But in your God rejoice.
For He is light, and He is truth,
And He shall lead the way.
Heed not the beast,
But fear the lamb,
A child shall lead the way.

But no one heard
The mighty word
Which these twin prophets spoke.
The beast arose and struck them dead,
The people laughed and joked.

But when the prophets rose again,
Were lifted up to life,
The laughter ceased,
The people feared,
And then began the strife.

And God had said
This chance I give,
At last you may repent.
But still they shook their fists at Him,
And at Him curses sent.

So, Babylon, why did you die?
Did God then strike you dead?
No, not your God, but that--- your beast--- the wound upon his head.
Sweet Mary bruised her heel on him,
The serpent sought her child.
But God the Father carried Him,
Away into the wild.

And then the serpent ruled this world,
You gave him all your crowns.
You worshipped him,
And cursed your Lord,
And struck His children dead.

But could the beast deliver you,
And give you sinful bliss?
The prophets came to worry you,
That nought could come of this.

A mighty tree grows in the wood,
Its branches tall and wide.
But in this tree there is no strength,
For rot is all inside.
And though that tree stands proud and tall,
And rules the forest now,
Its outward might shall be its fall,
Inner emptiness its curse.

And he who claimed the throne of God,
And sat there in His place,
Demanded that you worship him,
But loved you not a trace.

The Son of God who died for you,
Implored you every hour,
To turn away from this false beast,
For this beast had no power.

The Son of God who died for you,
Who loves you every day,
He warned you not to trust the snake,
The dragon must betray.

And then its evil treachery,
Descended on you when,
You would not choose to die for him,
As God’s saints died, martyred men.

And then the beast knew finally,
That he could never win.
For God is great, for God is good,
But Satan’s power is sin.

The beast could have the majesty,
As oak trees clothed in leaves.
But never in God’s place could stand,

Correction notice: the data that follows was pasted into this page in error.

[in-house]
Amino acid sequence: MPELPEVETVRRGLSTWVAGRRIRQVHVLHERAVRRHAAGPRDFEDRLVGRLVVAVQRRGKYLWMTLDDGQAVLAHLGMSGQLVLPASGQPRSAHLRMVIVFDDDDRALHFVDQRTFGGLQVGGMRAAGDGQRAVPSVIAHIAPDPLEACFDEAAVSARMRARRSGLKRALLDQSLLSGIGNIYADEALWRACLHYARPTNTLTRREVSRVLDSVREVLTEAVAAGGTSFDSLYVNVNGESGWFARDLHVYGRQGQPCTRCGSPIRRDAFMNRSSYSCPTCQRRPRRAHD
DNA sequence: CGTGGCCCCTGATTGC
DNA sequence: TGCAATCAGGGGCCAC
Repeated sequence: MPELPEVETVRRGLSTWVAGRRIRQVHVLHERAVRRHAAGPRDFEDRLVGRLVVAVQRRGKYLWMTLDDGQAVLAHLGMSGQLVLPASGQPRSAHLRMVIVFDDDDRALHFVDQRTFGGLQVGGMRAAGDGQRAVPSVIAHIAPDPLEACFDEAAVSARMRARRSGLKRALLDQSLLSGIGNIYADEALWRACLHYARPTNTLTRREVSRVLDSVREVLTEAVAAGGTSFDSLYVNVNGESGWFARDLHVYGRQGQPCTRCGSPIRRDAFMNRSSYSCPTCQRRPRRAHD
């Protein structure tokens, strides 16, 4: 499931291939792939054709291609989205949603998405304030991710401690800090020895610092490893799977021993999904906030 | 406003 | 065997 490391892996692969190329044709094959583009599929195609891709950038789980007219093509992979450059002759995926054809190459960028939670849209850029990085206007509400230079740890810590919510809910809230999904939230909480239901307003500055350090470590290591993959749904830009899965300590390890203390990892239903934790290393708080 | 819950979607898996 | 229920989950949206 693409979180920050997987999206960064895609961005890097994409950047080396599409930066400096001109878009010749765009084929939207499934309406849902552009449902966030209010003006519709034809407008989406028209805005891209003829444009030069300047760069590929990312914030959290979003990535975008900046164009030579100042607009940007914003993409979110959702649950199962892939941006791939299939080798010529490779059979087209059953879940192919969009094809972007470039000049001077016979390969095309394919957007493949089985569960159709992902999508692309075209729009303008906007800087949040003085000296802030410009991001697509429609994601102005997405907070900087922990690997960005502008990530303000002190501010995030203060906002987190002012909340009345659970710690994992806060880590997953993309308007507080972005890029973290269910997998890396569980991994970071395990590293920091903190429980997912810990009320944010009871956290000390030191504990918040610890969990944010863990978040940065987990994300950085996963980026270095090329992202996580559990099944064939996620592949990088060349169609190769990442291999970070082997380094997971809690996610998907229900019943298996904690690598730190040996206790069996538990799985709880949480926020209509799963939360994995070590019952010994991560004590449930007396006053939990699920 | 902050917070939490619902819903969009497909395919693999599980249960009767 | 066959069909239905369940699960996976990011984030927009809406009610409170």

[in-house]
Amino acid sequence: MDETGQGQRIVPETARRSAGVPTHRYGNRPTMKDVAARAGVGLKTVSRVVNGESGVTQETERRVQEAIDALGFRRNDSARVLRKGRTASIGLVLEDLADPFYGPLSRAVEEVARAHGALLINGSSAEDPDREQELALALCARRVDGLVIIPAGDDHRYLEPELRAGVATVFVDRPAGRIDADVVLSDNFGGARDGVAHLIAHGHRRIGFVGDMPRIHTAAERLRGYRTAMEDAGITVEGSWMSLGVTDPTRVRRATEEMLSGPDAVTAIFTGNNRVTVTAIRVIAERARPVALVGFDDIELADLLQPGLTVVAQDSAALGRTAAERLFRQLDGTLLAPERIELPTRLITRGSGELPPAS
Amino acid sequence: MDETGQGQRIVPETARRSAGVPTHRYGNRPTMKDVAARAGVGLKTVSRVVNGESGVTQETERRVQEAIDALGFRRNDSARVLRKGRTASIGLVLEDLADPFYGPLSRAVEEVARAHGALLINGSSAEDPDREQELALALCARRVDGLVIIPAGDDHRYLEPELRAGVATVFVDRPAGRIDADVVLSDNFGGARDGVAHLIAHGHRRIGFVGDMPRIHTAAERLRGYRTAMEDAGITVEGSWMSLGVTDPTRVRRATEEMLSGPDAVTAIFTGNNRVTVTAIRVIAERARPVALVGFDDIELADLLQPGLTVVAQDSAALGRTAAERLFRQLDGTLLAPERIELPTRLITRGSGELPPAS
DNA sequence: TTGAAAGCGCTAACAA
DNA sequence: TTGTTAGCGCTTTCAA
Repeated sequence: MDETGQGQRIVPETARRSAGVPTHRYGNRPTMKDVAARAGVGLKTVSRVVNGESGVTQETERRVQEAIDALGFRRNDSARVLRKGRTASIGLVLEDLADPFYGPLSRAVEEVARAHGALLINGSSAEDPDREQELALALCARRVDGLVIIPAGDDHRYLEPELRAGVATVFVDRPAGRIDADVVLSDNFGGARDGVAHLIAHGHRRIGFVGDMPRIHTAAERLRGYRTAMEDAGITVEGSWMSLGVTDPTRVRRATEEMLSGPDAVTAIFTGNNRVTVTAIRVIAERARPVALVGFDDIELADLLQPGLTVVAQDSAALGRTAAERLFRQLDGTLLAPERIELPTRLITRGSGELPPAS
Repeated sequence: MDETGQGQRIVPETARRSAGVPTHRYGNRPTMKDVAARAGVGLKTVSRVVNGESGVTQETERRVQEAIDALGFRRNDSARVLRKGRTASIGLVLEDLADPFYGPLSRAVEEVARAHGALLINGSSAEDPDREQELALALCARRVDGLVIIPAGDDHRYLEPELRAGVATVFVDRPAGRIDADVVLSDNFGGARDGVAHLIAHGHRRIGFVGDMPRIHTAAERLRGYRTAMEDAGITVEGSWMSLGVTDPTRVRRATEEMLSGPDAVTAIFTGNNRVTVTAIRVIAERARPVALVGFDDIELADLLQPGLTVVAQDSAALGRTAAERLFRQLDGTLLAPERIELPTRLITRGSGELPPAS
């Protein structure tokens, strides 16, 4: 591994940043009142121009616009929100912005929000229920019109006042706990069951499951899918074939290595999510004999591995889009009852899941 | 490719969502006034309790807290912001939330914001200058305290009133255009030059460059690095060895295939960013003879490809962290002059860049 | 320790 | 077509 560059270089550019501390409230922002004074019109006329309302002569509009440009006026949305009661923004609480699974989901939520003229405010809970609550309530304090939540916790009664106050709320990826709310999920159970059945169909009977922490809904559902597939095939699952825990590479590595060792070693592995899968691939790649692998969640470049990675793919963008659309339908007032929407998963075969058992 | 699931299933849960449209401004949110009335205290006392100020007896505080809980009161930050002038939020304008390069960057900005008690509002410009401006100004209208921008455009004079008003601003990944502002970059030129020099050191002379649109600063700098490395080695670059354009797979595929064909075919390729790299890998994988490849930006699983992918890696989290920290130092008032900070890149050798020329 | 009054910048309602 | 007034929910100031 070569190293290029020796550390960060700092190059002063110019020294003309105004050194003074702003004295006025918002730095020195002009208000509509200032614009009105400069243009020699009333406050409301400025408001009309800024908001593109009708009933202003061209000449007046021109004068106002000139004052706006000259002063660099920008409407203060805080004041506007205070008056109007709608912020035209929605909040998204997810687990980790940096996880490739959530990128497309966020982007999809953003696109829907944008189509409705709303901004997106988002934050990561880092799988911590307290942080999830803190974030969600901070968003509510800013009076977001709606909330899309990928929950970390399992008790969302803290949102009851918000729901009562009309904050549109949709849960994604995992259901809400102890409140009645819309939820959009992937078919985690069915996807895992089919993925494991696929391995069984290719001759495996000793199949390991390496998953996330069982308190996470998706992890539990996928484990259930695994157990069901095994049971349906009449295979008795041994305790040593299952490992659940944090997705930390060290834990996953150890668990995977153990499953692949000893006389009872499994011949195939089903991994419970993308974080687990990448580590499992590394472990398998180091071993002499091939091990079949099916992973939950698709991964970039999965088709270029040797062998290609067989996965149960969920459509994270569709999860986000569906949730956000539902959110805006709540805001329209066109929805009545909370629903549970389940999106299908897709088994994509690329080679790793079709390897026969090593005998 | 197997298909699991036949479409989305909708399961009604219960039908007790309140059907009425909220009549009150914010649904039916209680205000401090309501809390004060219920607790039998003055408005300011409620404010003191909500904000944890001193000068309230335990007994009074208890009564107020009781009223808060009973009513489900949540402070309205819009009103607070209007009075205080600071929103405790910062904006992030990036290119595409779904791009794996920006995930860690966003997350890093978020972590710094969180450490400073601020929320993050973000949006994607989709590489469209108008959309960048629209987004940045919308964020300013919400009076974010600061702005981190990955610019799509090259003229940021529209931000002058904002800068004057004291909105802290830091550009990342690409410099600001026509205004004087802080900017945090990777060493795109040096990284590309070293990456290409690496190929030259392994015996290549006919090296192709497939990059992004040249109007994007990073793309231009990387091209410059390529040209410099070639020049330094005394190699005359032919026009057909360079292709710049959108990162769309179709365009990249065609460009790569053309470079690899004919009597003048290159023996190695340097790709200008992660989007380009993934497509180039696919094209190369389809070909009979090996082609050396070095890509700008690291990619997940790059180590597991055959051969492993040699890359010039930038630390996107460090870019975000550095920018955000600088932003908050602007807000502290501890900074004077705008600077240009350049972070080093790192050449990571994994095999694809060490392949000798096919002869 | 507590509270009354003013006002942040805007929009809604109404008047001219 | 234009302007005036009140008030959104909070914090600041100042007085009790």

Despite its treacheries.

The power of God is the power of love,
And Satan rules with hate.
In death is life, in suffering joy,
And therein God is great.

For though the martyrs died for God,
‘˜Twas God who died for them.
And though the martyrs love their God,
God much more does love them.

Now Babylon is passed away,
Its horrors are no more.
And every tear is wiped away,
The former things are passed away,
And now they are no more.

God lives with us,
And we with Him,
And this my friend is true,
The Bible tells us what we know,
And what the children knew.


It had all become nothing more than tradition. The church, the parliament, even the family itself, were nothing but show. People made empty motions, said empty words, and thought empty thoughts. Nothing good came of it, of course. Society degenerated, gradually at first, and then finally, more swiftly than anyone could keep up with. One day, it all came crashing down. What happened after that, did not matter. For no one could understand what was occurring. Events were a swirl of one catastrophe swiftly followed by another. Rumours abounded, and misinformation, nay, disinformation was rampant. When the devastation was complete, humankind was on the very brink of extinction. Then Jesus returned. Only then would they, those lost souls who yet could be saved, accept Him. As for those who persisted in shaking their fists at God, nothing more could be done for them. They were removed, after which they could inflict no further harm. All the damage which they had done, that damage was repaired, and every tear was wiped away. There was no more death, neither suffering. All had finally become as it should be, and would remain so forever.